Heinrich Klaasen pulled off a stunner to dismiss Mitchell Marsh early on. But his teammates were feeling the pressure and missed numerous catching opportunities. Quinton de Kock had a miserable last day as an international cricketer. He missed two sharp chances to dismiss Steve Smith and Pat Cummins at crucial stages of the game. Bavuma and Reeza Hendrick also spilled chances. The South African semi-final curse was back once again, and they failed to turn up to restrict their opponent within the intended target. The nerves were on show as history repeated itself in the favour of the Australians.
David Miller scored the sixth ODI century of his career, his third against the Aussies, to help his side post a fighting total against a formidable side. The southpaw aggressive batsman charged a counterattack against a quality bowling attack and scored 101 from 116 balls. Heinrich Klaasen was the only other batsman to get some runs, scoring 47 from 48 deliveries.
Mitchell Starc was finally able to get some movement with the new ball under overcast conditions. He finished the day with 3 wickets for 34 runs. Pat Cummins also claimed three scalps, but he was expensive by giving away 51 runs from 9.4 overs. Josh Hazlewood was almost unplayable in his spell of 8 overs that conceded just 12 runs at 1.5 runs per over. He picked up two important wickets of Quinton de Kock and Rassie van der Dussen. Travis Head fulfilled his duty as a part-timer by getting 2 wickets from 5 overs.
Travis Head missed out in the last two games after scoring a century in his World Cup debut against New Zealand. He raced to 62 from just 47 deliveries before getting his stumps rocked by a beauty from Keshav Maharaj. Steve Smith scored a hard-fought 30 runs from 62 balls to give some momentum during the middle overs. Josh Inglis scored 28 runs off 49 balls to get Australia close to the target.
Mitchell Starc’s 16 and Pat Cummins’s 14 made sure Australia got past the victory line. Tabraiz Shamsi was the pick of the Proteas bowler with 42 runs from 10 overs and two wickets. Gerald Coetzee bowled with a lot of pace and verve and claimed a couple of scalps. Keshav Maharaj was parsimonious with only 24 runs from 10 overs and produced a wonderful delivery to dismiss Head.
After the early struggles, David Miller steadied the ship with Heinrich Klaasen on the other end. The pair launched a counterattack on the Australian bowlers, with Adam Zampa being targeted specifically. The stand between the batters accumulated 95 in quick time to help South Africa back in the game. Pat Cummins had seen enough, and he decided to give the ball to his part-time off-spinner, Travis Head. The track was helping the spinners to get a good amount of turn and grip.
The wicket was turning, and the footmarks in front of the batter were proving to be a nightmare for the batting side. Travis Head bowled the fourth ball of the 31st over just outside the off stump. Heinrich Klaasen played for the turn, but it was not there. He missed the ball completely, and it went to dismantle the stumps. Finally, it was a much-needed breakthrough for the Aussies.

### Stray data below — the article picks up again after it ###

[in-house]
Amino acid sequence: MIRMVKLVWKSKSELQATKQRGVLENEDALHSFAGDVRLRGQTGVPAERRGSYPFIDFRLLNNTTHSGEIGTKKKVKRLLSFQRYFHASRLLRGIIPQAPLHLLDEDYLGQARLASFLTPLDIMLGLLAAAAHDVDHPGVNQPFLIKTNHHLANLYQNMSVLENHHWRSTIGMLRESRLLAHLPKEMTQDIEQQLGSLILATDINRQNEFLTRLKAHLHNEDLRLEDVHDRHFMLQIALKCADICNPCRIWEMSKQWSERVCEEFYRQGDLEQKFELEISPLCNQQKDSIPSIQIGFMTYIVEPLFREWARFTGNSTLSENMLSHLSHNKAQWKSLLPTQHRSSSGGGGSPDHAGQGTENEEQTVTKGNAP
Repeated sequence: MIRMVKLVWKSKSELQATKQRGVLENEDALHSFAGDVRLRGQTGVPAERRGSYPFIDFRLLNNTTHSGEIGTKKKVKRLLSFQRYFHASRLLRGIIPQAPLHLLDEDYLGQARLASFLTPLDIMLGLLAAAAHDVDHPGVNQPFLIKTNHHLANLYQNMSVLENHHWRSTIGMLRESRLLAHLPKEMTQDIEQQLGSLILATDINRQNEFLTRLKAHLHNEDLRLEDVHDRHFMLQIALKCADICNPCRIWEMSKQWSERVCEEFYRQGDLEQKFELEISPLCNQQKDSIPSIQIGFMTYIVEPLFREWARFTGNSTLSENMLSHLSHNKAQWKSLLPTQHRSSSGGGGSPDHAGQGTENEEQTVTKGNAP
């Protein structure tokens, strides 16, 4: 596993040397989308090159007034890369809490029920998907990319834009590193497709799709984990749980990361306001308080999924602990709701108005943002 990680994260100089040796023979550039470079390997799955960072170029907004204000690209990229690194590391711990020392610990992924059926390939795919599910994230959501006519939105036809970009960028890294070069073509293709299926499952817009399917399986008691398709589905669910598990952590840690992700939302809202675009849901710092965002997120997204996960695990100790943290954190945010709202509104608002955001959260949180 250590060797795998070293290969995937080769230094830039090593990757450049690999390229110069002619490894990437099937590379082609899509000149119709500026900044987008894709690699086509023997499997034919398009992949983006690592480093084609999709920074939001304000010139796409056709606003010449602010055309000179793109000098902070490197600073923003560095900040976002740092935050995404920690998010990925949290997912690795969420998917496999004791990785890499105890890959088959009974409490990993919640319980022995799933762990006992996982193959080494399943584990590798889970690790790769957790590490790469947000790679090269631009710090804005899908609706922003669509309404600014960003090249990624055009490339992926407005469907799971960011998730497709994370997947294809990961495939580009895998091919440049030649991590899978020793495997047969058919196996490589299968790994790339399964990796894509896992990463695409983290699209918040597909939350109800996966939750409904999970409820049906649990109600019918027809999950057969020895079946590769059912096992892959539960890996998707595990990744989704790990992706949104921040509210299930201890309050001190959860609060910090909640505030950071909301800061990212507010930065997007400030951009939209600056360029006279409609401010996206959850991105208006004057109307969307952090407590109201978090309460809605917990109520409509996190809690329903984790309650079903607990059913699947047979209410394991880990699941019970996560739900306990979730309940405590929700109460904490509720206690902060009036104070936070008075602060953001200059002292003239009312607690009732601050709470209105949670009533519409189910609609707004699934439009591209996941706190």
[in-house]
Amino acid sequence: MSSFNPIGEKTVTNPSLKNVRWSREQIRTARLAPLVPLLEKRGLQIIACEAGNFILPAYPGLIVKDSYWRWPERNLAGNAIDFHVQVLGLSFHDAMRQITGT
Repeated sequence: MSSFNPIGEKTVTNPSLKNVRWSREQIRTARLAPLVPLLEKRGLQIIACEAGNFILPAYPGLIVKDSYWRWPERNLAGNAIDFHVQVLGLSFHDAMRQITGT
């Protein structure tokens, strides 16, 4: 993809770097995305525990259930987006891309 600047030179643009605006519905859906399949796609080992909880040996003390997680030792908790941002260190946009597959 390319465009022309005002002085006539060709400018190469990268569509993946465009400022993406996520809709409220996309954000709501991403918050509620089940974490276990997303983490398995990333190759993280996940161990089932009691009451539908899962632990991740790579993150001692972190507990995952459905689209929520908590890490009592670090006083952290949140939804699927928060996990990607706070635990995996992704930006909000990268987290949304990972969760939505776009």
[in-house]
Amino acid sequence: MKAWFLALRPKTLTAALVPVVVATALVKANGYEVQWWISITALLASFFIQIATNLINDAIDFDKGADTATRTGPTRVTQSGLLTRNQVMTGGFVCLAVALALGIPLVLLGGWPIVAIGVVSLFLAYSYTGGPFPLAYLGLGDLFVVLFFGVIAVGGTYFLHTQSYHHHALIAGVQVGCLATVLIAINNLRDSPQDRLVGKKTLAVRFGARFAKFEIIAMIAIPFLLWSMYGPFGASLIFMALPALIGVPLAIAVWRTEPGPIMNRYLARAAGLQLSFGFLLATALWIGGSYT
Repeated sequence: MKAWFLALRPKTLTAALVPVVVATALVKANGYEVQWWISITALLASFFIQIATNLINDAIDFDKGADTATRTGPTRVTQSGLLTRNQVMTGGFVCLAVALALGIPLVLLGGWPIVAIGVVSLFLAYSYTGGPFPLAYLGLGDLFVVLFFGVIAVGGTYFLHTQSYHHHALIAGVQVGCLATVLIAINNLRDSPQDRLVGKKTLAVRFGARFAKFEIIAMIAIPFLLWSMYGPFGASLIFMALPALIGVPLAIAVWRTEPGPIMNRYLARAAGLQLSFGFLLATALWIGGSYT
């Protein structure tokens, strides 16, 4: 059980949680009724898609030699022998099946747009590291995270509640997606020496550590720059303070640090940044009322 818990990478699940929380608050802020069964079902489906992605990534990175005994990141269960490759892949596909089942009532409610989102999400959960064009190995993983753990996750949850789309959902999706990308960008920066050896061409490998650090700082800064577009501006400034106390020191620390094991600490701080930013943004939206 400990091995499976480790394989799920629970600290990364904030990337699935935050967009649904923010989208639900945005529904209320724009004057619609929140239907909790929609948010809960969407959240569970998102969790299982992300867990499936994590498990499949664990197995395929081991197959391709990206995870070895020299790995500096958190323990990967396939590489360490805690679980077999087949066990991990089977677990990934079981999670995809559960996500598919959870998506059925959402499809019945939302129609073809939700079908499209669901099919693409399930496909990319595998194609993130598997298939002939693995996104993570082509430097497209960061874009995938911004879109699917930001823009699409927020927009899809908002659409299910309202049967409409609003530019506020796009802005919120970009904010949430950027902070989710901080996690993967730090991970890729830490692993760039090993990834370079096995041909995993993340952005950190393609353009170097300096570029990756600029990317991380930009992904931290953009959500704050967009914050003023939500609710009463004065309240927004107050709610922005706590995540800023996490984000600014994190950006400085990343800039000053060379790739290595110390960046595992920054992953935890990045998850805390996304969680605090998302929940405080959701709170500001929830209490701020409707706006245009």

Marco Jansen, who has been impressing with the bat, came to the crease next. The first ball he faced was pitched on the same spot as Klaasen. But this one took a devilish turn, 4.5 degrees to be exact. The ball struck the pads, and the umpire raised his finger accordingly. Two wickets in two balls changed the whole complexion of the game dramatically. South Africa looked to be on course for a 250+ score, but they ended up with 212.
Australia returned to the World Cup final after 8 years with a victory over South Africa by 3 wickets with 16 balls to spare. This is Australia’s 6th semi-final win out of 8 attempts at the World Cups.
Player of the Match
For his bombastic innings of 62 runs from 48 balls and 2 2-wicket hauls with the ball, Travis Head was adjudged as the best player of the match. The batting all-rounder showed his mettle after suffering a broken hand back in September.
|South Africa Total: 212/10 (49.4 overs)||Australia Total: 215/7 (47.2 overs)|
|David Miller 101 (116)||Travis Head 62 (48)|
|Heinrich Klaasen 47 (48)||Steve Smith 30 (62)|
|Mitchell Starc 3/34||Tabraiz Shamsi 2/42 (10 overs)|
|Patrick Cummins 3/51||Gerald Coetzee 2/47 (9 overs)|
It would take an impeccable collective performance to outplay an unbelievable Indian side that looked unbeatable throughout the tournament. But the World Cup pedigree of the Australians will be a cause of concern for the invincible Indian team. After suffering losses in the two opening games, the Australians have hit form just at the right time to bag 8 wins in a row and reach the final. Will it be a 3rd World Cup title for the men in blue? Or is it another trophy for the mighty Aussies? The answer awaits on Sunday at Narendra Modi Stadium as the biggest tournament in the ODI format draws to its resolution after 47 games of twists and thrills.